If you’re the type to keep up with the Kardashians, you may have already seen one of the latest stories from the clan. Kim and Kanye are having their fourth, and last, child.
This child, like the third, is being born through surrogacy, though through a different surrogate woman. I think my favorite line from their announcement of this was when Kim explained that she didn’t want to stretch herself too thin and leave less time for Kanye.
Surrogacy is the act of being a surrogate: that is, a woman carrying a pregnancy to term for another couple. In modern times, this means that using in vitro fertilization (IVF) and other artificial reproduction techniques (ART), the fertilized egg is implanted into the surrogate woman to carry to term.
Among the many legal and ethical concerns around surrogacy is the central problem that surrogacy commodifies a woman, making her and her womb the end product. But in the U.S., there is sparse legislation on the practice. California broadly protects it, which is why the Kardashians found it a viable alternative to either adoption or natural pregnancy.
The laws surrounding surrogacy are relevant to note because they’ve encouraged surrogacy tourism across the globe.
The problem with this level of commodification is that it thoroughly reduces women to nothing more than any other economic good for purchase on the market, and there is very little protection for them.
For instance, in 2013, when India — the top country for surrogacy tourism — tweaked its laws in 2013, surrogate women started traveling to Nepal to give birth. The surrogate clinics followed them there.
Then, the horrific 2015 earthquake hit Nepal, killing 4,000 people. TIME magazine had correspondents in the region, and they noticed that surrogates mothers were ditched to the side when Israeli homosexual couples flew in, snagged the babies, and jetted off — leaving the surrogates for dead.
Nepal was forced to ban foreigners from using their country as a surrogacy destination. The surrogate women received little support and once they were used, they were thrown to the side.
Indeed, even though India experienced a billion dollar industry from surrogacy, they’ve had to crack down on reproductive tourism because so many women were exploited in the process. Other problems involved couples who “ordered” the babies deciding to break their contract last second and decline to accept the children.
A paper in the Indian Journal of Community Medicine noted that it was ironic that surrogacy was so popular in a nation with more than 12 million children up for adoption.
In the U.S., there’s isn’t much evidence to show that women are being abused to the extent that they are abroad. But the commodification and dehumanization of women is still happening. And you get a sense of that even reading the various Kardashian stories: they chose the surrogate they wanted to use, brought her on their reality TV show for entertainment, and continued as if nothing was at all abnormal about the setup.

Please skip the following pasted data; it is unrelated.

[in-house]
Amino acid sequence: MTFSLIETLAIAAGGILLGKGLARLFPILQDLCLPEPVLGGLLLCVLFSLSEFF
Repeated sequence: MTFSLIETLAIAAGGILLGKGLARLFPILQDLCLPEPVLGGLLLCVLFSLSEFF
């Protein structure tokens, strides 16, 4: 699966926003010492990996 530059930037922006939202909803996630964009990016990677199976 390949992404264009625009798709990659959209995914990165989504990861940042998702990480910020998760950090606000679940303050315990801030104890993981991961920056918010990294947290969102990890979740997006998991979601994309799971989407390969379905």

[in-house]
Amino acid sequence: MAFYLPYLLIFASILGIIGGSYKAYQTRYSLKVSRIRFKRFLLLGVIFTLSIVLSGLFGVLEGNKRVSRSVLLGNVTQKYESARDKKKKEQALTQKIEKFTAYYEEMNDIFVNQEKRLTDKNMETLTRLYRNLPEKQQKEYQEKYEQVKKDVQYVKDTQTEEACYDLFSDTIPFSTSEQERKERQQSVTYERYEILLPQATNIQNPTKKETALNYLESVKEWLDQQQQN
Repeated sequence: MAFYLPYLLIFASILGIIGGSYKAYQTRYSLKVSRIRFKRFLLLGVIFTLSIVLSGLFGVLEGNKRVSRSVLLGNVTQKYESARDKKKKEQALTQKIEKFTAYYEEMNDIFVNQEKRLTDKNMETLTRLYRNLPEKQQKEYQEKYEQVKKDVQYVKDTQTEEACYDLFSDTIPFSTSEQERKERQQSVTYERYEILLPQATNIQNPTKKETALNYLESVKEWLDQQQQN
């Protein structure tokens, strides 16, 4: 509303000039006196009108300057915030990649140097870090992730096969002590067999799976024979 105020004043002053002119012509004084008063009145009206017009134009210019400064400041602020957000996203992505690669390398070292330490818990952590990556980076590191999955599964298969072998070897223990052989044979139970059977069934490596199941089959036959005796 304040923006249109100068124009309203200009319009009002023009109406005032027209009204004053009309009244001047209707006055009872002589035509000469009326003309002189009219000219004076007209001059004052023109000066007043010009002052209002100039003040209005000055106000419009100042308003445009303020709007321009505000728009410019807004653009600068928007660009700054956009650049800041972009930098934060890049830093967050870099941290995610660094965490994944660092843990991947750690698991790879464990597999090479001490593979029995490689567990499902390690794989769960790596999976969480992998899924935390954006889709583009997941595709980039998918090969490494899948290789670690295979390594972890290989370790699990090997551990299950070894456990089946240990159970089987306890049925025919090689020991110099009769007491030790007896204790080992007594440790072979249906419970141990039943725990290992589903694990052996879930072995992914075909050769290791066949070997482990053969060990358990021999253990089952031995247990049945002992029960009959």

Matthew Tieu, writing for Bioethics Research Notes in Australia, also argued that surrogacy reduces all normal ethical and legal controls we have regarding natural birth:
Surrogacy fails to respect the dignity or primacy of the welfare of the child. It involves the subordination of the welfare the child and surrogate in favour of the commissioning parents desires to have a child. As Rosalie Ber states: “The question of whether the suffering of a childless woman is greater than that of the gestational surrogate, who ‘abandons’ her baby, is ‘solved’ when the surrogate mother is de-personalized, and looked upon solely as a ‘womb for rent.'”
Some countries and U.S. states have attempted to circumnavigate this arrangement by banning surrogacy for profit and only allowing altruistic surrogacy.
But it seems to me even altruistic surrogacy misses the point. It’s saying the only time surrogacy is legal is when the woman in question is willing to sacrifice for another couple under contract.
There’s still the problem of dehumanizing another woman and reducing her to something less. In past cultures, entire castes developed around concubines for kings and other royals.
And therein is the crux of the problem with surrogacy: reducing a woman below the bar set by our moral, ethical, and statutory laws. Failing to deal with that complexity allows for the exploitation of women like we’ve witnessed around the world.
Law Professor Lynne Marie Kohm, the McCarty Professor of Family Law at the Regent University School of Law, correctly noted several years ago that these complexities simply can’t be ignored, writing:
Family building occurs with the assistance of artificial reproductive technology, making miracles happen, yet those miracles are not without moral and legal complexity. The law may attempt to clarify the legal issues surrounding those decisions, but personal and family vulnerability are guaranteed. Life may hang in the balance for a child; a marriage may be jeopardized; a beautiful family may be created; but moral decisions will not be absent.
While our entertainment media is fawning over the Kardashians for choosing surrogacy, there’s a real price getting paid for this practice.
The #MeToo movement unmasked all the horrors of sexual exploitation in businesses and industries across the world. The surrogacy industry is in dire need of a similar moment that reveals the horrors it glosses over.